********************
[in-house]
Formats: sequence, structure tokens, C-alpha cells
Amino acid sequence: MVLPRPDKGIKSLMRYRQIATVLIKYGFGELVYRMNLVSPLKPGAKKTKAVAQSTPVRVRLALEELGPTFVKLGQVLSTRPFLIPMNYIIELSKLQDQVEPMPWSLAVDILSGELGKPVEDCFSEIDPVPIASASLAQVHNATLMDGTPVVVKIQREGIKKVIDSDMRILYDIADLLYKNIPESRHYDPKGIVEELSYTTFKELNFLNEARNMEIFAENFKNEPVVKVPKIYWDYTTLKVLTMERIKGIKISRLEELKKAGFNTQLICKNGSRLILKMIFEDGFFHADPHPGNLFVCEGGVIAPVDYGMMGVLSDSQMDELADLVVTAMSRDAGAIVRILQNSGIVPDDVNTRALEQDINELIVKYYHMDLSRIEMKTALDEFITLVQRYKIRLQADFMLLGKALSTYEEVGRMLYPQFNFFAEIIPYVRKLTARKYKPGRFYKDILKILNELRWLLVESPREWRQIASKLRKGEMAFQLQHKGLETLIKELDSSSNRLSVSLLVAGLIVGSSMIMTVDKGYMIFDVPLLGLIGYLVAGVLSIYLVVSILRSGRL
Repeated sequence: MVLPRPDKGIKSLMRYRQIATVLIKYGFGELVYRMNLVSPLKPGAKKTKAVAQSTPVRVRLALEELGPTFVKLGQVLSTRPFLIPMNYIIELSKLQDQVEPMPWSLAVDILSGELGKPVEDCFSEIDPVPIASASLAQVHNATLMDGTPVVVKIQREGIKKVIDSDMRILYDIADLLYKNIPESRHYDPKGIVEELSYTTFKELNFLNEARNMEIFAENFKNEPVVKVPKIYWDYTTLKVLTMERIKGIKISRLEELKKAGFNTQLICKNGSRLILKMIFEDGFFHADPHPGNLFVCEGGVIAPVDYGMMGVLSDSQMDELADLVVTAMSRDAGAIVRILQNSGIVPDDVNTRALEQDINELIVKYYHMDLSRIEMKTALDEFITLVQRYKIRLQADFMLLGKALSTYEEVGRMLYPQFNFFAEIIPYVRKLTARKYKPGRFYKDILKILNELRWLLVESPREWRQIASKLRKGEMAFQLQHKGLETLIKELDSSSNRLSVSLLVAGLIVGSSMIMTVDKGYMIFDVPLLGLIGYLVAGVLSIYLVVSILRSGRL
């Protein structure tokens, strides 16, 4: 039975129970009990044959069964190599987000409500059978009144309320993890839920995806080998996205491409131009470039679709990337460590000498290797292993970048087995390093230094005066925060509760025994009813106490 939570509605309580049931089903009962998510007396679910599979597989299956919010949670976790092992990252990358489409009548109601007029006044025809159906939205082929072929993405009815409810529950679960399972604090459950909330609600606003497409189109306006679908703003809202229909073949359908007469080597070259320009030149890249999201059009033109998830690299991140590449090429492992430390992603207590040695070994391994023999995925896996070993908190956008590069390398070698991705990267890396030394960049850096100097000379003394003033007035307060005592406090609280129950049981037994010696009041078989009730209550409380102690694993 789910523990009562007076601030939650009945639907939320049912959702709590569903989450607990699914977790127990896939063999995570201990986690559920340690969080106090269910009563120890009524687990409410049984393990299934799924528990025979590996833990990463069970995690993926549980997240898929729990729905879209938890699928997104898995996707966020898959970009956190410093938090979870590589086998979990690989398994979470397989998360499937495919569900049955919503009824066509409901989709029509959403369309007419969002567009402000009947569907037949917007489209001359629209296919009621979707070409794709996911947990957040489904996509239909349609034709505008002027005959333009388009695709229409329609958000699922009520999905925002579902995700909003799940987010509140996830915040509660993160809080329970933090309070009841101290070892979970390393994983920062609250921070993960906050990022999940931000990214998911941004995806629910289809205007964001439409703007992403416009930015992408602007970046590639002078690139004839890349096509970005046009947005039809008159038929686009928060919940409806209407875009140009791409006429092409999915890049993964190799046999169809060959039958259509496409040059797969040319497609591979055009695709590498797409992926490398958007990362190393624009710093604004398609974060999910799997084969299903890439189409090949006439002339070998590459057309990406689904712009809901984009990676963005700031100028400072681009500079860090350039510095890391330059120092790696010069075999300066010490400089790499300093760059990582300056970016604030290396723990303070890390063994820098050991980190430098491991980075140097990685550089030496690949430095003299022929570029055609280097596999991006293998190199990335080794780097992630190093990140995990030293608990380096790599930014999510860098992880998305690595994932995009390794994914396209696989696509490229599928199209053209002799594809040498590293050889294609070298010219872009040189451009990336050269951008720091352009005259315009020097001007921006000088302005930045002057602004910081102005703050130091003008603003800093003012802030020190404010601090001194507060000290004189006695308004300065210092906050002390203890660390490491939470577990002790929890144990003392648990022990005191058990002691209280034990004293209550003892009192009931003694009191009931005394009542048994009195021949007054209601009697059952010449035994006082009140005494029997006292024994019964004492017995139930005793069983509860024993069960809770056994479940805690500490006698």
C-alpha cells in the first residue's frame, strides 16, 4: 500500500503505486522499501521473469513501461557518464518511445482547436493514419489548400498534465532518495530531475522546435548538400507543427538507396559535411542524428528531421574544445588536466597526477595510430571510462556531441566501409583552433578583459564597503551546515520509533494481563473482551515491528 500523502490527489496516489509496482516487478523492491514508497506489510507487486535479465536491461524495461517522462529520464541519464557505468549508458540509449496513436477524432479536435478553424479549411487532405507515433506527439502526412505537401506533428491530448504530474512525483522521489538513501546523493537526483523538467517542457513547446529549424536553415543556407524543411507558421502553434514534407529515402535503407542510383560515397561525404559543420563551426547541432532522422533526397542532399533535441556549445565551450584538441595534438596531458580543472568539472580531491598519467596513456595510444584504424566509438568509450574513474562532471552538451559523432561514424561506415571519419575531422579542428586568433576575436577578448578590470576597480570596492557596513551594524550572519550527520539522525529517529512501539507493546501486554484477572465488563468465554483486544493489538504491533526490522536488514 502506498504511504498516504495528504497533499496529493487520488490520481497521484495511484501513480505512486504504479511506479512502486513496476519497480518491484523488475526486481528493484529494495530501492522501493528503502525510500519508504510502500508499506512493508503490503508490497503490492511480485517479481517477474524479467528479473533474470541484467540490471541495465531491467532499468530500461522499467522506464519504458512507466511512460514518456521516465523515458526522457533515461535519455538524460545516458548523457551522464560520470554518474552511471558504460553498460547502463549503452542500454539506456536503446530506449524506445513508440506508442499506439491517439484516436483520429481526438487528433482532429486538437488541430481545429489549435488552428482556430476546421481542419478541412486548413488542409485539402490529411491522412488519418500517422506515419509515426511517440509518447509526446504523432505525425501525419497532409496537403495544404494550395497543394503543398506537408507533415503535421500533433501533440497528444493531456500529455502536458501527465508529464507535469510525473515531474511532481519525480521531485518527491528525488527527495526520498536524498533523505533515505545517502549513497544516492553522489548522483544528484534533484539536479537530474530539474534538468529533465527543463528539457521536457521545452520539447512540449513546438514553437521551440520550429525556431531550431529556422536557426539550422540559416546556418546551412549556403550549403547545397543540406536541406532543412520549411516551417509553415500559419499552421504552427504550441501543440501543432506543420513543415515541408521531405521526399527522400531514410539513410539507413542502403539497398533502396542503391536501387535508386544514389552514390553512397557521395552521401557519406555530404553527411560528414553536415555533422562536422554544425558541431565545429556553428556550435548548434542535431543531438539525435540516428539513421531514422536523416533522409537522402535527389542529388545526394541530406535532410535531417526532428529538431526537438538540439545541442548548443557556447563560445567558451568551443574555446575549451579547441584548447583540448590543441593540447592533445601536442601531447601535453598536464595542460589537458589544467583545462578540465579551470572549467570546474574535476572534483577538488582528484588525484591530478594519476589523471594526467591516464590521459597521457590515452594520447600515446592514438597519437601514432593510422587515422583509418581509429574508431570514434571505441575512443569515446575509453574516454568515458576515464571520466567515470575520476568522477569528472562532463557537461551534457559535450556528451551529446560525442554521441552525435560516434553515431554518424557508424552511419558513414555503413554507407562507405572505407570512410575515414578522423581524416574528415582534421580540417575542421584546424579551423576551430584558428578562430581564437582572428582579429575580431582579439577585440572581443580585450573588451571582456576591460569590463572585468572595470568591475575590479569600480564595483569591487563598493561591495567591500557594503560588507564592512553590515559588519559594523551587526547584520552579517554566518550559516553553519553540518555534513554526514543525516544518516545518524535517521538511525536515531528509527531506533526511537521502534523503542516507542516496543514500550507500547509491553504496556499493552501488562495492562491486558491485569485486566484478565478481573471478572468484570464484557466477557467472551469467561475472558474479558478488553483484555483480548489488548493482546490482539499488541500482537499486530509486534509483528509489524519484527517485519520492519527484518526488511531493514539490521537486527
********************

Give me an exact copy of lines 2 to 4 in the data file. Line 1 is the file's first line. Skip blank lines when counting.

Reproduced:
Formats: sequence, structure tokens, C-alpha cells
Amino acid sequence: MVLPRPDKGIKSLMRYRQIATVLIKYGFGELVYRMNLVSPLKPGAKKTKAVAQSTPVRVRLALEELGPTFVKLGQVLSTRPFLIPMNYIIELSKLQDQVEPMPWSLAVDILSGELGKPVEDCFSEIDPVPIASASLAQVHNATLMDGTPVVVKIQREGIKKVIDSDMRILYDIADLLYKNIPESRHYDPKGIVEELSYTTFKELNFLNEARNMEIFAENFKNEPVVKVPKIYWDYTTLKVLTMERIKGIKISRLEELKKAGFNTQLICKNGSRLILKMIFEDGFFHADPHPGNLFVCEGGVIAPVDYGMMGVLSDSQMDELADLVVTAMSRDAGAIVRILQNSGIVPDDVNTRALEQDINELIVKYYHMDLSRIEMKTALDEFITLVQRYKIRLQADFMLLGKALSTYEEVGRMLYPQFNFFAEIIPYVRKLTARKYKPGRFYKDILKILNELRWLLVESPREWRQIASKLRKGEMAFQLQHKGLETLIKELDSSSNRLSVSLLVAGLIVGSSMIMTVDKGYMIFDVPLLGLIGYLVAGVLSIYLVVSILRSGRL
Repeated sequence: MVLPRPDKGIKSLMRYRQIATVLIKYGFGELVYRMNLVSPLKPGAKKTKAVAQSTPVRVRLALEELGPTFVKLGQVLSTRPFLIPMNYIIELSKLQDQVEPMPWSLAVDILSGELGKPVEDCFSEIDPVPIASASLAQVHNATLMDGTPVVVKIQREGIKKVIDSDMRILYDIADLLYKNIPESRHYDPKGIVEELSYTTFKELNFLNEARNMEIFAENFKNEPVVKVPKIYWDYTTLKVLTMERIKGIKISRLEELKKAGFNTQLICKNGSRLILKMIFEDGFFHADPHPGNLFVCEGGVIAPVDYGMMGVLSDSQMDELADLVVTAMSRDAGAIVRILQNSGIVPDDVNTRALEQDINELIVKYYHMDLSRIEMKTALDEFITLVQRYKIRLQADFMLLGKALSTYEEVGRMLYPQFNFFAEIIPYVRKLTARKYKPGRFYKDILKILNELRWLLVESPREWRQIASKLRKGEMAFQLQHKGLETLIKELDSSSNRLSVSLLVAGLIVGSSMIMTVDKGYMIFDVPLLGLIGYLVAGVLSIYLVVSILRSGRL